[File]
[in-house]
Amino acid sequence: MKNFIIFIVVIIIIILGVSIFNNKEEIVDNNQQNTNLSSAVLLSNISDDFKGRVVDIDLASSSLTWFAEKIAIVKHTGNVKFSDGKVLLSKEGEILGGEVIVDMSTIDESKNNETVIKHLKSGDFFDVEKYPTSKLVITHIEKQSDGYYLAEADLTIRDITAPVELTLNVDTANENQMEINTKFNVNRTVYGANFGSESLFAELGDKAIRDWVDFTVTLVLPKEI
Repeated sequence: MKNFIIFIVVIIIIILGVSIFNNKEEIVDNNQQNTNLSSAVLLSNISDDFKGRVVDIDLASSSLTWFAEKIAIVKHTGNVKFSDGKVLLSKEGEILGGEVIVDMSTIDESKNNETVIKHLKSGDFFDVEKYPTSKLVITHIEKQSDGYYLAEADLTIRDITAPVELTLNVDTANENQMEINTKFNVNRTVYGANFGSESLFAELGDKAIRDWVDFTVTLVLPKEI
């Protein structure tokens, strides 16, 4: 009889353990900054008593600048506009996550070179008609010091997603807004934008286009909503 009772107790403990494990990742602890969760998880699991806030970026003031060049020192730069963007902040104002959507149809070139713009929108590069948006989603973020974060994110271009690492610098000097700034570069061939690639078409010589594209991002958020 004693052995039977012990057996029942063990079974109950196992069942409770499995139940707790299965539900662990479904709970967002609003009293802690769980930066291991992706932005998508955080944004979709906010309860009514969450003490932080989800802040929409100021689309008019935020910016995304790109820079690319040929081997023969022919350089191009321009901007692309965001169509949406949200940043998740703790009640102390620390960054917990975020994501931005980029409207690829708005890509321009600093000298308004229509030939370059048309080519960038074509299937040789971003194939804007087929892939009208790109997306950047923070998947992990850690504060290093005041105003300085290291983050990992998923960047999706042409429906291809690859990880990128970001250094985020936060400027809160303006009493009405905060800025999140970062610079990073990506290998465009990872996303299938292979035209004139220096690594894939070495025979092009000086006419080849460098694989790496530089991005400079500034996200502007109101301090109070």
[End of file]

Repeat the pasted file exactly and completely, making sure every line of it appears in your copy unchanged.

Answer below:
[in-house]
Amino acid sequence: MKNFIIFIVVIIIIILGVSIFNNKEEIVDNNQQNTNLSSAVLLSNISDDFKGRVVDIDLASSSLTWFAEKIAIVKHTGNVKFSDGKVLLSKEGEILGGEVIVDMSTIDESKNNETVIKHLKSGDFFDVEKYPTSKLVITHIEKQSDGYYLAEADLTIRDITAPVELTLNVDTANENQMEINTKFNVNRTVYGANFGSESLFAELGDKAIRDWVDFTVTLVLPKEI
Repeated sequence: MKNFIIFIVVIIIIILGVSIFNNKEEIVDNNQQNTNLSSAVLLSNISDDFKGRVVDIDLASSSLTWFAEKIAIVKHTGNVKFSDGKVLLSKEGEILGGEVIVDMSTIDESKNNETVIKHLKSGDFFDVEKYPTSKLVITHIEKQSDGYYLAEADLTIRDITAPVELTLNVDTANENQMEINTKFNVNRTVYGANFGSESLFAELGDKAIRDWVDFTVTLVLPKEI
């Protein structure tokens, strides 16, 4: 009889353990900054008593600048506009996550070179008609010091997603807004934008286009909503 009772107790403990494990990742602890969760998880699991806030970026003031060049020192730069963007902040104002959507149809070139713009929108590069948006989603973020974060994110271009690492610098000097700034570069061939690639078409010589594209991002958020 004693052995039977012990057996029942063990079974109950196992069942409770499995139940707790299965539900662990479904709970967002609003009293802690769980930066291991992706932005998508955080944004979709906010309860009514969450003490932080989800802040929409100021689309008019935020910016995304790109820079690319040929081997023969022919350089191009321009901007692309965001169509949406949200940043998740703790009640102390620390960054917990975020994501931005980029409207690829708005890509321009600093000298308004229509030939370059048309080519960038074509299937040789971003194939804007087929892939009208790109997306950047923070998947992990850690504060290093005041105003300085290291983050990992998923960047999706042409429906291809690859990880990128970001250094985020936060400027809160303006009493009405905060800025999140970062610079990073990506290998465009990872996303299938292979035209004139220096690594894939070495025979092009000086006419080849460098694989790496530089991005400079500034996200502007109101301090109070």